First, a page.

Tolerance

What is it about the “Other” that is so threatening?

In the wake of violent tragedy, can we just put down our own egos for a second and respond to pain, suffering and confusion with true compassion?

Can we?

Some of us can, I guess. But the rhetoric from leaders who wish to respond to violence with even more violence is in direct contradiction to the words of Jesus- and I can’t wrap my head around how they twist “turn the other cheek” and “love your neighbor as yourself” and “those who live by the sword will die by the sword” into “Fight back or you’ll look weak” and “Hit hard, hit fast” and “Give everyone a gun” and still call themselves Christians.

It’s confusing, and I think we have to call it what it is- vengeful and hateful and xenophobic.

Period.

I’m tired of tolerating this rhetoric from “Christians”.

Anybody else?

What To Feel Upon The Murder Of A Murderer?

Like so many of you, I watched in horrified fascination as the Twin Towers were maimed and finally toppled, killing and injuring thousands of people and terrifying a nation. I also watched our president, almost ten years later, report that the man responsible for that action had been shot and killed in a raid on a compound outside of Islamabad, Pakistan. The President’s demeanor was appropriately somber and yet had hints of the triumphant. So many cliche`s come to mind:

Serves ‘im right.

An eye for an eye….
You reap what you sow.
Justice is done.
Mission accomplished.
He got what he deserved.
Hooray, Hooray it’s the First of May…etc.

I’m conflicted. As I watched the people gathering in front of the White House last night, I understood the relief they exhibited. I realized I didn’t want to understand the celebration.

On the one hand, the man was a terrorist, a murderer and a complete wacko. On the other hand, he was a human being- with all the dignity and flaws imbued thereof, and completely worth saving. Did he love? Did he show any kindness to another person? Probably.

Could he have repented for his actions? Would he?
We’ll never know.

This is not to impugn the sense of justice felt here- this man was directly responsible for the murder of thousands of fellow human beings. But if I rejoice in his death, if I celebrate it, am I giving up on the goodness of humanity I so profoundly believe in? Am I substituting revenge for justice? Is patriotism predicated on the murder of enemies? Is this the easy way out? Have I become the terrorist who has lost sight of the humanity of the people I kill?

Probably unpopular things to ask, but still, these questions haunt me.

Do they haunt anyone else?

Easter Revenge

Also published on The Bilerico Project.

I’ve been reading Michael McCullough’s book Beyond Revenge: The Evolution of The Forgiveness Instinct.

It’s fascinating. Part of his analysis involves human instinct, sociological observation and psychological study. What conditions lead generally to forgiveness rather than revenge? Is the (sometimes) ubiquitous theme of revenge in our popular culture (literature, film, games) really an unbreakable cycle? In the long view, he maintains, violence worldwide is significantly down. Murder in Europe is 1/3-1/4 of what it was in the 16th century. It challenged me to think, and also helped create an understanding of the current (global) human condition. It’s a good  book, and I recommend it.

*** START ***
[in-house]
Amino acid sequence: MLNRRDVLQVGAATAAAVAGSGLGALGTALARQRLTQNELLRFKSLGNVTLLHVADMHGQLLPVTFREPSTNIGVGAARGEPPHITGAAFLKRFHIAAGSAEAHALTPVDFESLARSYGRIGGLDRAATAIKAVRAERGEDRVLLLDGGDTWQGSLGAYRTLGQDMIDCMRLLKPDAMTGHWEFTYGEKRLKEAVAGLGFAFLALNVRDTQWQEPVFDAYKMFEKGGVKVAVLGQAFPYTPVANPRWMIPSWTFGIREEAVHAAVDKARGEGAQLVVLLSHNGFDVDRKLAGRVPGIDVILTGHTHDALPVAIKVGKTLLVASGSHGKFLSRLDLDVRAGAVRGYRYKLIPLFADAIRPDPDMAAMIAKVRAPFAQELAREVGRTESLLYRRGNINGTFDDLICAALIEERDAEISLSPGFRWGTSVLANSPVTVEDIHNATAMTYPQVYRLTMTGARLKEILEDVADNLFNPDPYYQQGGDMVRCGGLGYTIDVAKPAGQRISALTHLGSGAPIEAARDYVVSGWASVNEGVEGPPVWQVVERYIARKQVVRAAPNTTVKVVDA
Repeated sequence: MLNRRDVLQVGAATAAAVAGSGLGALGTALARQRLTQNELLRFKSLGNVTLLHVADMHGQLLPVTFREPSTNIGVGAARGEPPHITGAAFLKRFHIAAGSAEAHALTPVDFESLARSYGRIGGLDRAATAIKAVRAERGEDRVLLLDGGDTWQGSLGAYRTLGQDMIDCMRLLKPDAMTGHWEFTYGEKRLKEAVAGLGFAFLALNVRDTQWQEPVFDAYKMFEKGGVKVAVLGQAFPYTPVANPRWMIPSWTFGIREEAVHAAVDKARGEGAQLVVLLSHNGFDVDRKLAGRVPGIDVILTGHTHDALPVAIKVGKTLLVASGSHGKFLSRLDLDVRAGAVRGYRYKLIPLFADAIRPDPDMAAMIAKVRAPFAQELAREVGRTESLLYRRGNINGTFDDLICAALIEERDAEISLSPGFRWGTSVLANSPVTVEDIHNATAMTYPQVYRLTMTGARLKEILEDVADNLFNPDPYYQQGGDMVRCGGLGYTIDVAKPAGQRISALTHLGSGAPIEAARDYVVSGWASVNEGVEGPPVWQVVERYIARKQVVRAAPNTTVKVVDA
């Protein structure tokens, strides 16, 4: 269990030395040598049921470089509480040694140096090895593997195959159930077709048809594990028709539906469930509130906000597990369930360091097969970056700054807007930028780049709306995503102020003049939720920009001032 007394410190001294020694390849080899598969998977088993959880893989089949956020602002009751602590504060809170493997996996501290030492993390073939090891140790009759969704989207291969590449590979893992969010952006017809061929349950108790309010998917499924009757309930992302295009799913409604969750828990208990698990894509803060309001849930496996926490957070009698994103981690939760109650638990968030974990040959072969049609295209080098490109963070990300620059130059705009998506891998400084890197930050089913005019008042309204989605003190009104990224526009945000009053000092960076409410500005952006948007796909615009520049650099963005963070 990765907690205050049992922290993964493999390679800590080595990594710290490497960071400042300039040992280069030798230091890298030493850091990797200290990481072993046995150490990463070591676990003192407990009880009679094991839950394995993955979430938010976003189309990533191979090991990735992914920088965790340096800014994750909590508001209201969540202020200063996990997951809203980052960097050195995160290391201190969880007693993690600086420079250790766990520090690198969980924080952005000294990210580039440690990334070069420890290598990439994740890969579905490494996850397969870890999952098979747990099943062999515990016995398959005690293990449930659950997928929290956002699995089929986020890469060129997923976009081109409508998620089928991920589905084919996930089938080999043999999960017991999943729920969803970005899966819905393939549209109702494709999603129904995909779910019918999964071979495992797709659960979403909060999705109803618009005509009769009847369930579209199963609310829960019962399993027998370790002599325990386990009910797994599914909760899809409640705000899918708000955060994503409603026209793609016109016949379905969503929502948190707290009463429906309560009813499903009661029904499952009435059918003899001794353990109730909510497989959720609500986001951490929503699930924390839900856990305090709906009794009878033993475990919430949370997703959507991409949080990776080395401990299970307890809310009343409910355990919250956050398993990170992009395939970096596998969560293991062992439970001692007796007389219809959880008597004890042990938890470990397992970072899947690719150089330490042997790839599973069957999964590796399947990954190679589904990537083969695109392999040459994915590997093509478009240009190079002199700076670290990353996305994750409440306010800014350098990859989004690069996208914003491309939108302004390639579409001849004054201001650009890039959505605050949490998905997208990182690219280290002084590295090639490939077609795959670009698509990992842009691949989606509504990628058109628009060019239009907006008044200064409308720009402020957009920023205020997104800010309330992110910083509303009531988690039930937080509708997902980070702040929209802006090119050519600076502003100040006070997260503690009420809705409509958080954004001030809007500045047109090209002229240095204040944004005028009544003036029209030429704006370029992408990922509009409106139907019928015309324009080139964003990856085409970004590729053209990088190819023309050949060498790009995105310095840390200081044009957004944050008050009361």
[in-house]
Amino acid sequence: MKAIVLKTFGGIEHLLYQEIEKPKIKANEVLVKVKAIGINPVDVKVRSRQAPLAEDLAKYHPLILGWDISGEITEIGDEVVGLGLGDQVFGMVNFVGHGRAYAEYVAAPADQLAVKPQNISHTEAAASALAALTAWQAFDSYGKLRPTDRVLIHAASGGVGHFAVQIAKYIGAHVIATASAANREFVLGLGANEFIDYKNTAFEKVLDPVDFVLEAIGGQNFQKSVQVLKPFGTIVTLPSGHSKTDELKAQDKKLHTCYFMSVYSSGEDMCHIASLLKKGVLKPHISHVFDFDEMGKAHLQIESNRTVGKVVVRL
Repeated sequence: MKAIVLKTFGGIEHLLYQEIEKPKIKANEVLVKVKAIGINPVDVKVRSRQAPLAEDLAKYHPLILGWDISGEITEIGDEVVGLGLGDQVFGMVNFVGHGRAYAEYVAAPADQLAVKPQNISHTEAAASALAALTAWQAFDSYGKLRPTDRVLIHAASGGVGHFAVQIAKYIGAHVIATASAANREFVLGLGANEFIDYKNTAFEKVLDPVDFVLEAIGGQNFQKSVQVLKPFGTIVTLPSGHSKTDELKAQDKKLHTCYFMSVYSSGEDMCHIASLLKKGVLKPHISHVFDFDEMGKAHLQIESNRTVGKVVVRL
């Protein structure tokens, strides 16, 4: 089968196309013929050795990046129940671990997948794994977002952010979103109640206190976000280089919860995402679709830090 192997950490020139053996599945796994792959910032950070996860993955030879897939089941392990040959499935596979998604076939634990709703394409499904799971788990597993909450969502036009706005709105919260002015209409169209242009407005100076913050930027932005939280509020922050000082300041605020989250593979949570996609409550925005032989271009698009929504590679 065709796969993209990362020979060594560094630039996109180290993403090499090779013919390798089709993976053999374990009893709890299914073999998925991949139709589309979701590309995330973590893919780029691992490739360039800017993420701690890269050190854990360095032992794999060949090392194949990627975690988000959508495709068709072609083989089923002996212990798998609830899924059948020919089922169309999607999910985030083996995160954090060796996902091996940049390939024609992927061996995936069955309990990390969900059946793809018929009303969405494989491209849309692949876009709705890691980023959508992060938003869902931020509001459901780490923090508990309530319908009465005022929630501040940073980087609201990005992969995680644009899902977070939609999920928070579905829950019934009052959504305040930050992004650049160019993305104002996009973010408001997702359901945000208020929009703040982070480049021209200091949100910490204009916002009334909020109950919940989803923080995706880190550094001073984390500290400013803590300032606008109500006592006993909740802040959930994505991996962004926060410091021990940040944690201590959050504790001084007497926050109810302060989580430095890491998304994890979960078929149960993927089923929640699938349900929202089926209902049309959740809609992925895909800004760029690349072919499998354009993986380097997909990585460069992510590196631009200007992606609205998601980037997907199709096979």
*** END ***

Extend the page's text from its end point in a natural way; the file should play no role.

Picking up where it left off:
Still, I can’t help reflecting on the American Christianist emphasis on defense, fighting, and the pursuit of our country’s honor by acts of revenge. It’s everywhere- Rambo has become us. But, it just doesn’t play out well if you pay attention carefully to the Gospels and early Christian tradition.

“Turn the other cheek”, and “He who is without sin, cast the first stone” seem to be conveniently forgotten and “an eye for an eye” (words never spoken by Jesus or his followers in the Gospels) adopted as a Christian rallying cry. In fact, these words were a Jewish attempt at early defense and protection of their new and still-fragile culture. Most experts agree that it was not meant to be taken (literally) out of the desert into global perpetuity, but it was an early attempt to codify a type of justice- which, in itself, was God’s province. They also note  that it directly contradicts the words and spirit of Jesus. And yet, Christianists use them to justify revenge and pervert justice.

So. For those Christianists who use an “eye for an eye” as a mandate from God, one question:

What would have happened if the Apostles and disciples had stormed Pilate’s palace in anger, swords and shields clashing with guards and innocents alike to avenge their murdered leader?

You’re right. Nothing. The whole message of Jesus would have been perverted, contradicted and probably would have died out shortly thereafter. After all, credibility is everything. Jesus didn’t fight, and except for an awkward attempt by Peter to defend him, neither did the Apostles. Jesus turned the other cheek, tolerating great physical and verbal abuse, valiantly and triumphantly loving in the face of tremendous pain.

That’s why we still remember him- despite the perversions of his message by some followers, despite horrible and terrible things done in his name, we can still remember the love and dignity of this man- if we try.

That’s a role model I want. That’s what I celebrate this week.

Happy Easter, friends.

HIV+ Man Infects Over 100 Women

My take on the story here at Bilerico.